Wayne Wallace is a trombonist, a five-time Grammy nominee, a respected proponent of African American-Latin music, and an accomplished arranger, educator, and composer. His playing and recording credits are impressive, too: Pete Escovedo, Santana, Tito Puente, Steve Turre, Max Roach, and more. The San Francisco native took some time from his busy schedule last week to talk with me about his latest CD, Latin Jazz-Jazz Latin and an upcoming project.
About Latin Jazz-Jazz Latin: “When I went about arranging and picking tunes and thinking about the personalities of the band members for this new record, I was really in that space: what can I do to challenge us as musicians, and still make it accessible to anyone who hears it, not just the hard-core Latin jazz folks? I felt we accomplished that on this record. I think there are enough layers within the music that anyone can go deeper into it upon the second or third listening, regardless of their musical background. That would be my hope, if we can make projects that stand up to time and repeated listening, and there is some type of growth in it, then I think we’ve done a cool thing.”
About the Bay Area Latin music scene: The music of the Cuban, Puerto Rican and Dominican communities in New York came together under the label of “salsa.” For the mixed communities of the West Coast in Bay Area in the 1950s and 1960s, that music was inspiration. “They emulated it, but of course, they put their own spin on it,” says Wallace.
Soon to come from his own label, Patois Records, is a 2-CD set compilation of the Bay Area salsa sound called Salsa de la Bahia. “It’s a really interesting snapshot of, I would say, the last 15 years of what we’ve been doing here. Pete Escovedo’s on it, Benny Velarde, Orestes Vilato, John Santos… a lot of great musicians.” The CD release is connected to the making and release of the film The Last Mambo by Rita Hargrave, which explores the world of salsa/Latin jazz in the San Francisco Bay area. Salsa de la Bahia is, according to Wayne, “…not a companion to the film, but more of a primer, an introduction to all the members of the scene here who are in the video.”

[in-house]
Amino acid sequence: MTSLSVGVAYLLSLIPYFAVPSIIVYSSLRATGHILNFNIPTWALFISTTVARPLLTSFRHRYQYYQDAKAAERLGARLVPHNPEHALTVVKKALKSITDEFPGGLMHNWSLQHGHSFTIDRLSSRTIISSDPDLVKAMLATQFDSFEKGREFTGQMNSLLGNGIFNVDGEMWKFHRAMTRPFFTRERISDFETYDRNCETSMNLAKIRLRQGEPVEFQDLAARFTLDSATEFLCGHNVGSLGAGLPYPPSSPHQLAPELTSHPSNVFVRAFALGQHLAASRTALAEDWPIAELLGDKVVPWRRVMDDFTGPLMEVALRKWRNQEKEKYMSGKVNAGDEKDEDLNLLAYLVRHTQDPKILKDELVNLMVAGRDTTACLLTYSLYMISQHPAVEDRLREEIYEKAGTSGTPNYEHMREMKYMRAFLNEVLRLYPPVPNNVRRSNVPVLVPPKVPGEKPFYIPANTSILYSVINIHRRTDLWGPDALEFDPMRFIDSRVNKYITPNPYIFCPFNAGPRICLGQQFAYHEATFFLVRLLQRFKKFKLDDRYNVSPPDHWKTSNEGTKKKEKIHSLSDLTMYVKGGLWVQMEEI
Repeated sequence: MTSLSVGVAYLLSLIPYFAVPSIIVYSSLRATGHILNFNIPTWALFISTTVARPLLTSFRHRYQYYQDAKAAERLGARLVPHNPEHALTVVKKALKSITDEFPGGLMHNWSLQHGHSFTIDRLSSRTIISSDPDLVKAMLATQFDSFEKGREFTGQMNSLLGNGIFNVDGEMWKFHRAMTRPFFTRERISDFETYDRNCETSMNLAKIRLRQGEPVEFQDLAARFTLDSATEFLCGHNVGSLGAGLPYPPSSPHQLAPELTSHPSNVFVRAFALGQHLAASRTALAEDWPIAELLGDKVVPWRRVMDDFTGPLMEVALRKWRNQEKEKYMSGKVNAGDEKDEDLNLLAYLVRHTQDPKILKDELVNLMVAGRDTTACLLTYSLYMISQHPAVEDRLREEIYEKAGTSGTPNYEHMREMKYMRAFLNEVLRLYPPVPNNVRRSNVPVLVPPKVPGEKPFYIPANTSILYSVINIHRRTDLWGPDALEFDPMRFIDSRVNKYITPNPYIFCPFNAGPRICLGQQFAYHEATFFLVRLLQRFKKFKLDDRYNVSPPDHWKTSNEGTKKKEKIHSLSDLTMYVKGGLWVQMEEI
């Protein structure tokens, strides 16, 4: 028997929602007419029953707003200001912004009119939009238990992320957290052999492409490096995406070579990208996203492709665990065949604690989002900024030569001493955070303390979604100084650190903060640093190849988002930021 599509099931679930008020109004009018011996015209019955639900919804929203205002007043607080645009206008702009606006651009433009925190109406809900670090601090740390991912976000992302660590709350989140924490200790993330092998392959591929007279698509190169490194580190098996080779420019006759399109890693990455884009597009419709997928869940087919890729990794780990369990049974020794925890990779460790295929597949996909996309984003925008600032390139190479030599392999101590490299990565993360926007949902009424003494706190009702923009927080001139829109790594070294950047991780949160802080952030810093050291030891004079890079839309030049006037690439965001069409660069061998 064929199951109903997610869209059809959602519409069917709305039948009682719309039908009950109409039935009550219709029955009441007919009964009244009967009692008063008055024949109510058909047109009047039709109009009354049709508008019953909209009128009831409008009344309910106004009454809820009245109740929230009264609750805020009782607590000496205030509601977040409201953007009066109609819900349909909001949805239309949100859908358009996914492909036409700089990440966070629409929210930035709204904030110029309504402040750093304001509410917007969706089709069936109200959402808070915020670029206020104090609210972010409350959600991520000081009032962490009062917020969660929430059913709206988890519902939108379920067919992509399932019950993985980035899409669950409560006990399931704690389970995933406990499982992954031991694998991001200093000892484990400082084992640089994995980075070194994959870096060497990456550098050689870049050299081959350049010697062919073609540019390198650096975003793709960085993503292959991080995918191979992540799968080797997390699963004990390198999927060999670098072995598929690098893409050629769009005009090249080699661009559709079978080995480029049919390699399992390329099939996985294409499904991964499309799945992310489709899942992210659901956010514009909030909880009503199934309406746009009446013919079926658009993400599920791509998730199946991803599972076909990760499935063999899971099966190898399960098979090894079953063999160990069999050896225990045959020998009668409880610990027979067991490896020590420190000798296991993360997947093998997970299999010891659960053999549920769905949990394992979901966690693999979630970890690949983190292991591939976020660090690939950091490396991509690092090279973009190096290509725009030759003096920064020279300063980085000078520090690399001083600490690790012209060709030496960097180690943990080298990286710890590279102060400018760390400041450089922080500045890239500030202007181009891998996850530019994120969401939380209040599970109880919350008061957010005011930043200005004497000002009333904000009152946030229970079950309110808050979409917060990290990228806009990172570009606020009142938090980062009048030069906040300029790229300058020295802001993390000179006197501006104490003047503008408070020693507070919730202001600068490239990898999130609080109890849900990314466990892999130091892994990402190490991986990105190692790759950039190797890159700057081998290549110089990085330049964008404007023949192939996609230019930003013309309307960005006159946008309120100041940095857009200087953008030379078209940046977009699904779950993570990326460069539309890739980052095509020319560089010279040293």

The Last Mambo is the first film to be produced by Patois Records. “Doing the CD with the movie ties it all together, reaching out from an educational standpoint. Making a CD these days is the easiest thing to do. But to actually make an artistic statement is getting harder and harder to do. I have to believe it’s worthwhile to document things like the displacement of the people and the jazz scene from the Fillmore District, the loss of culture and community, just so that people know.” The whole project is entertaining, educational and aims to preserve a piece of history. While sequencing Salsa de la Bahia, Wayne discovered another facet: “It’s just a great party record! Even if you don’t care about anything else, you can just put it on and dance!”
Listen for Wayne Wallace’s Latin Jazz-Jazz Latin CD and more on Jazz Caliente, Thursdays at 2pm on KPLU’s Mid Day Jazz!